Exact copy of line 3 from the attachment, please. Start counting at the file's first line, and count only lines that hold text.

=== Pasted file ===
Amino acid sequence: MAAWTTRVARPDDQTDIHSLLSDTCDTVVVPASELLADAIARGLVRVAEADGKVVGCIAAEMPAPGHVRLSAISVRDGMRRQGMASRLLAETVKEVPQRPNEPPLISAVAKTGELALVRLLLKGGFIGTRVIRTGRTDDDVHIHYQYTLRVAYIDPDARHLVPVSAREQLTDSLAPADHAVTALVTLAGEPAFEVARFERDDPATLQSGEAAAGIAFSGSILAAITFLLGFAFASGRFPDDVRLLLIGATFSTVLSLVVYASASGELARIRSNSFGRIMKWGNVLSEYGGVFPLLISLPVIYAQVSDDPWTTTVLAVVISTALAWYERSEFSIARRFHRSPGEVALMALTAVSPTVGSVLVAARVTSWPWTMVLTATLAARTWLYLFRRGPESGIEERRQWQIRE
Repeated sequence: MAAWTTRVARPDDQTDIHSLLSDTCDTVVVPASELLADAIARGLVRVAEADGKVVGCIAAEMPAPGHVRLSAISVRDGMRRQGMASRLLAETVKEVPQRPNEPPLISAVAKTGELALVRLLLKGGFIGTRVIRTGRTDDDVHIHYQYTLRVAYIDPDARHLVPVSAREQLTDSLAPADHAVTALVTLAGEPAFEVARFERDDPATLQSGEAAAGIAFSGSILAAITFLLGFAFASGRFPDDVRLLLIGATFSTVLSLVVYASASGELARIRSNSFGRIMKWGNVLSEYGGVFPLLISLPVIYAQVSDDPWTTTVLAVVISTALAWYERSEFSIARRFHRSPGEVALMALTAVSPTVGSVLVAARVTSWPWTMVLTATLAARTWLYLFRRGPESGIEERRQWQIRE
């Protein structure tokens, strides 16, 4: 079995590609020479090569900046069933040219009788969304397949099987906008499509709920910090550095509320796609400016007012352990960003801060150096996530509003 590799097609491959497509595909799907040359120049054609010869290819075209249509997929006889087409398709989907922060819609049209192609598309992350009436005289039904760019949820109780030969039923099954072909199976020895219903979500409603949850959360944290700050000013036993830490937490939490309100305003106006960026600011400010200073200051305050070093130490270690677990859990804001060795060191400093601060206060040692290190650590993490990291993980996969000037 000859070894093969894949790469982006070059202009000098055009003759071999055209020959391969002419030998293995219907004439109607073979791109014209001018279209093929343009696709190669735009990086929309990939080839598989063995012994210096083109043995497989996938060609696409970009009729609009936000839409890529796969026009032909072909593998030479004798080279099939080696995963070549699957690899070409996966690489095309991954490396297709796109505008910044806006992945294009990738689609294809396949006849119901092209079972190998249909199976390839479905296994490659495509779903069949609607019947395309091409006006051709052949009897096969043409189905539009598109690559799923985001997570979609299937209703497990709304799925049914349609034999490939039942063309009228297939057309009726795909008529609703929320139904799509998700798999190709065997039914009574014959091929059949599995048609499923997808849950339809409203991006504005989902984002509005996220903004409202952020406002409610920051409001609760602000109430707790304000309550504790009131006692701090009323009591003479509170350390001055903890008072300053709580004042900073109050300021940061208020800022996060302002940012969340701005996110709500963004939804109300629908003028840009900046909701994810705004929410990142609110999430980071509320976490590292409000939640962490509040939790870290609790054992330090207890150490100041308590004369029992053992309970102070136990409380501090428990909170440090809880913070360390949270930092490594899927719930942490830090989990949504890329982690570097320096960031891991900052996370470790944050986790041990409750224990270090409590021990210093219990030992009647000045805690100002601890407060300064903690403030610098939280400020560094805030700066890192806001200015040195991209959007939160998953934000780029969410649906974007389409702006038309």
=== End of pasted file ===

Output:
């Protein structure tokens, strides 16, 4: 079995590609020479090569900046069933040219009788969304397949099987906008499509709920910090550095509320796609400016007012352990960003801060150096996530509003 590799097609491959497509595909799907040359120049054609010869290819075209249509997929006889087409398709989907922060819609049209192609598309992350009436005289039904760019949820109780030969039923099954072909199976020895219903979500409603949850959360944290700050000013036993830490937490939490309100305003106006960026600011400010200073200051305050070093130490270690677990859990804001060795060191400093601060206060040692290190650590993490990291993980996969000037 000859070894093969894949790469982006070059202009000098055009003759071999055209020959391969002419030998293995219907004439109607073979791109014209001018279209093929343009696709190669735009990086929309990939080839598989063995012994210096083109043995497989996938060609696409970009009729609009936000839409890529796969026009032909072909593998030479004798080279099939080696995963070549699957690899070409996966690489095309991954490396297709796109505008910044806006992945294009990738689609294809396949006849119901092209079972190998249909199976390839479905296994490659495509779903069949609607019947395309091409006006051709052949009897096969043409189905539009598109690559799923985001997570979609299937209703497990709304799925049914349609034999490939039942063309009228297939057309009726795909008529609703929320139904799509998700798999190709065997039914009574014959091929059949599995048609499923997808849950339809409203991006504005989902984002509005996220903004409202952020406002409610920051409001609760602000109430707790304000309550504790009131006692701090009323009591003479509170350390001055903890008072300053709580004042900073109050300021940061208020800022996060302002940012969340701005996110709500963004939804109300629908003028840009900046909701994810705004929410990142609110999430980071509320976490590292409000939640962490509040939790870290609790054992330090207890150490100041308590004369029992053992309970102070136990409380501090428990909170440090809880913070360390949270930092490594899927719930942490830090989990949504890329982690570097320096960031891991900052996370470790944050986790041990409750224990270090409590021990210093219990030992009647000045805690100002601890407060300064903690403030610098939280400020560094805030700066890192806001200015040195991209959007939160998953934000780029969410649906974007389409702006038309």